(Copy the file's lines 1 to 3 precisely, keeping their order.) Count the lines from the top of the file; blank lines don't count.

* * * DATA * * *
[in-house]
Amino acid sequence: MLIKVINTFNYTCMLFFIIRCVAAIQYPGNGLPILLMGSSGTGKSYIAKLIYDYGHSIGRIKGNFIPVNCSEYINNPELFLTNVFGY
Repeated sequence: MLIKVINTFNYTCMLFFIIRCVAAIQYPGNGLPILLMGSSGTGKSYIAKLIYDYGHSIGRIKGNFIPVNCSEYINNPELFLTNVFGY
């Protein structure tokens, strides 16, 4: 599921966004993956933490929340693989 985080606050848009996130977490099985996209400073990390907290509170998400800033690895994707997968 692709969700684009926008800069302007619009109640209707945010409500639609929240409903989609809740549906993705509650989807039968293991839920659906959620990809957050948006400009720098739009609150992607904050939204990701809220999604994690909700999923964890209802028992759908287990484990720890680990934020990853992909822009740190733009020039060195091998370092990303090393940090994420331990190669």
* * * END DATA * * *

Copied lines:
[in-house]
Amino acid sequence: MLIKVINTFNYTCMLFFIIRCVAAIQYPGNGLPILLMGSSGTGKSYIAKLIYDYGHSIGRIKGNFIPVNCSEYINNPELFLTNVFGY
Repeated sequence: MLIKVINTFNYTCMLFFIIRCVAAIQYPGNGLPILLMGSSGTGKSYIAKLIYDYGHSIGRIKGNFIPVNCSEYINNPELFLTNVFGY